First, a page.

It was a perfect day for the Maryland football team.
On a lovely fall afternoon, with a homecoming crowd of 40,016 in attendence, the Terrapins played their best game of the season and stomped North Carolina State, 24-0, dominating almost from start to finish.
This was a complete team effort.
Tireless tailback Charlie Wysocki gained 132 yards on 31 carries, scored the first touchdown and generally treated State's defenders like bowling pins. It was the sixth 100-yard game of the season for Wysocki, who raised his season total to 1,105 yards while passing Louis Carter into second place on the school's alltime rushing list. He now has 2,348 yards and trails only Steve Atkins, who finished with 2,971.
Quarterback Mike Tice, who learned he would start less than two hours before kickoff, played a solid, unspectacular game, making several key plays in the first half while it was still a contest.
Kicker Dale Castro came up with a 48-yard field goal and another brilliant punting performance.
And the defense shut down an N.C. State team that had been averaging 325 yards a game, scored a touchdown and created four turnovers.
The shoutout, Maryland's first this season, was the first for State since 1970, 112 games. The Terps raised their Atlantic Coast Conference record to 3-1 and their overall mark to 6-3 while State fell to 2-3, 4-4.
"It was our best game of the season," Maryland Coach Jerry Claiborne said. "I thought the defense played a superb game and our kicking game was just terrific."
The kicking game and the defense broke open the contest.
The Terps had a 10-0 halftime lead on Wysocki's one-yard run and Castro's field goal. But on State's first possession of the third quarter, the Wolfpack moved from the Maryland 47 to a first down at the 11, the last 12 yards coming on a roughing the passer penalty. Then came two key plays.
First, on second down from the nine, State Coach Monte Kiffin called a halfback option pass. Quarterback Tol Avery flipped to Wayne McLean cutting to his right. Todd Baker was standing all alone in the end zone, waiting either for the football or a passing bus.He caught neither as McLean heaved the ball five yards over his head.
A play later, on fourth down from the five, Nathan Ritter trotted in to try a field goal. Ritter is known in North Carolina as the "bionic toe." A 21-yard field goal is a chip shot for him.
But not yesterday. Lloyd Burruss made sure of that, flying in from the outside to cleanly block the kick. It was his second blocked field goal this season, fifth of his college career.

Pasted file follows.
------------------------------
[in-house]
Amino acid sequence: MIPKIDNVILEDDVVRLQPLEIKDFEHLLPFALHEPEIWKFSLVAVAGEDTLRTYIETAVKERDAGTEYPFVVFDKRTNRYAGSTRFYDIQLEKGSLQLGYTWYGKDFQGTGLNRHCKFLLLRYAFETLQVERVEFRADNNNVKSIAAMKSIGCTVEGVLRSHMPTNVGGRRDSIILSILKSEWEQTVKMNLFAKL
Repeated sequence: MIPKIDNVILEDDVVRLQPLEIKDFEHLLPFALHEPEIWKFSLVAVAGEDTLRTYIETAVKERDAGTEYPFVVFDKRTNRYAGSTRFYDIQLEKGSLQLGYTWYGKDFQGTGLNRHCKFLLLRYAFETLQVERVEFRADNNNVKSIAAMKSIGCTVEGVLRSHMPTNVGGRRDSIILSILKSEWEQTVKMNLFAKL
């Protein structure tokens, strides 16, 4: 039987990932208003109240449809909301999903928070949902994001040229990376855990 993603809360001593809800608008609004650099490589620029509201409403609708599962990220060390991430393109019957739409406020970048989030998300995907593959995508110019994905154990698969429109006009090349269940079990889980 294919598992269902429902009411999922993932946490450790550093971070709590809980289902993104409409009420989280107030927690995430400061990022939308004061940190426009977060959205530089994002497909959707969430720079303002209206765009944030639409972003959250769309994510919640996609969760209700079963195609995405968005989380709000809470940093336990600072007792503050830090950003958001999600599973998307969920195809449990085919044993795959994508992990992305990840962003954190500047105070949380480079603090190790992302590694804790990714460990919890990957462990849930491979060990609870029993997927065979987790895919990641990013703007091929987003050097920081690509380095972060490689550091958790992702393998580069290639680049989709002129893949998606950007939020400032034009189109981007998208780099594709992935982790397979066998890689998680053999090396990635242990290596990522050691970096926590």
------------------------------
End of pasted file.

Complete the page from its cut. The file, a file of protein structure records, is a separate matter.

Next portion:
The ball bounced off Burruss and bounded toward midfield. Defensive end Joe Aluisi picked it up and was tackled at the Maryland 46. The Terps didn't move on that possession, but the tone of the game was established.
Castro punted State into a hole at the 10. The Wolfpack didn't move, punted and the Terps got to the Wolfpack 33. There, on fourth and one, Claiborne chose not to go for the first down and not to go for a 50-yard field goal into the wind.
Seconds later Claiborne's motivation for the punt became apparent.
Castro, a master at hanging the ball for the kicking team to run under, did just that and Dave D'Addio downed the ball a foot from the goal line. State got one yard on two plunges. Then, on third and nine, Avery dropped into his end zone to pass.
The rush came.Not wanting to be tackled for a safety as Wake's Jay Venuto was here two weeks ago, Avery tried to throw a flare into the flat to wide receiver Mike Quick. Instead he threw the ball right into the hands of defensive end Mark Wilson, the man who had tackled Venuto.
"I saw that the quarterback was in trouble," said Wilson, a junior transfer from Ferrum (Va.) College who was Maryland's last signee this year. "He looked over toward the receiver, then all of a sudden threw.It came right to me. My first instinct was to run with it. I was really surprised to see the ball right there in my hands."
He was even more surprised seconds later when he was tackled -- by his jubilant teammates. The play also produced the closest thing to a Maryland injury all day. In his excitement, defensive tackle Todd Benson turned a somersault and slightly twisted an ankle.
It was that kind of day for the Terps. The Wolfpack simply wasn't capable of hurting them.
"It was just a super team effort by everyone especially the defense," said Tice, who played despite a still very sore hip. "I'm especially glad the defense finally got the shutout it deserves. They'd given up a couple cheap touchdowns before because of our mistakes."
Wilson's touchdown, with 2:31 left in the third quarter, removed any remaining suspense. Claiborne substituted liberally from then on and got a nice bonus when sophomore John Nash blasted 30 yards up the middle for the Terps' final touchdown with 14:14 to play. The touchdown came on Nash's first college carry.
"We didn't even compete," Kiffin said. "They just beat us in every phase of the game. I take the blame. We didn't tackle well and we didn't play well. There isn't a college team in America that hasn't had a day like this."
For Maryland there was no apologizing to be done. Other than on the drive that led to the blocked field goal, State never got deeper than the Terrapin 44. The game was a rout in every way.
There also was a story off the field. Former Maryland quarterback Larry Dick, one of several ex-Terrapins quoted in a Washington Post series on Maryland football this week, came to the postgame interview with Clairborne. In choked tones, Dick said that while he and Claiborne disagreed on a number of points, he respected the coach, supported him and the program.
He added that while he had not been misquoted, the stories had upset him because one Maryland assistant coach had said to him, "You just about cut our hearts out."
Claiborne thanked Dick for coming and said, "Our players were kind of upset this week. Today, they went out and got after some people."